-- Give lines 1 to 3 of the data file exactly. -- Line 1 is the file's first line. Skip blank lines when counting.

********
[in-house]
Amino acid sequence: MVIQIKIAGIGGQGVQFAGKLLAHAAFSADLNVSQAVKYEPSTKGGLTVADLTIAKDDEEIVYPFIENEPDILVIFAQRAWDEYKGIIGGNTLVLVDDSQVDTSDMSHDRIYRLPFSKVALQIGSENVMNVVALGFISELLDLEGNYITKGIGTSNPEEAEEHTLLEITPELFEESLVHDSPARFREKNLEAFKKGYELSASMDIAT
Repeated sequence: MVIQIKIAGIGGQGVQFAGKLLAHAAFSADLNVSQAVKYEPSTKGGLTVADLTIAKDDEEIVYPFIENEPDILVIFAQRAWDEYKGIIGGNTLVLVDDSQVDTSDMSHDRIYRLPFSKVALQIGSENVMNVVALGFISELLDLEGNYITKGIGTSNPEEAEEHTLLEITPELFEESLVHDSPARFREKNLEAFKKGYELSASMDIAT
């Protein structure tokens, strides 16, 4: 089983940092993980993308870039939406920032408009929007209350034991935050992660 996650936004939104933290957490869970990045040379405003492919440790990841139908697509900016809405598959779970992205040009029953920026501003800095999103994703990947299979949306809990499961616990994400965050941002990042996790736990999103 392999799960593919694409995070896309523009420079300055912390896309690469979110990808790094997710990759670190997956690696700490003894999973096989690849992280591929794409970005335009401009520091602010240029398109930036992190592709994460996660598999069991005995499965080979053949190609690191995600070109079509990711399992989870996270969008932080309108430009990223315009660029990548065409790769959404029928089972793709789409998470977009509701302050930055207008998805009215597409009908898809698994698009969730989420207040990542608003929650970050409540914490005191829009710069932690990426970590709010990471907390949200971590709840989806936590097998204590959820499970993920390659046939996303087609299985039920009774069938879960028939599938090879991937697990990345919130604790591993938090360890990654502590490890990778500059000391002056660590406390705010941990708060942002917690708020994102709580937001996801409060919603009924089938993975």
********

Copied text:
[in-house]
Amino acid sequence: MVIQIKIAGIGGQGVQFAGKLLAHAAFSADLNVSQAVKYEPSTKGGLTVADLTIAKDDEEIVYPFIENEPDILVIFAQRAWDEYKGIIGGNTLVLVDDSQVDTSDMSHDRIYRLPFSKVALQIGSENVMNVVALGFISELLDLEGNYITKGIGTSNPEEAEEHTLLEITPELFEESLVHDSPARFREKNLEAFKKGYELSASMDIAT
Repeated sequence: MVIQIKIAGIGGQGVQFAGKLLAHAAFSADLNVSQAVKYEPSTKGGLTVADLTIAKDDEEIVYPFIENEPDILVIFAQRAWDEYKGIIGGNTLVLVDDSQVDTSDMSHDRIYRLPFSKVALQIGSENVMNVVALGFISELLDLEGNYITKGIGTSNPEEAEEHTLLEITPELFEESLVHDSPARFREKNLEAFKKGYELSASMDIAT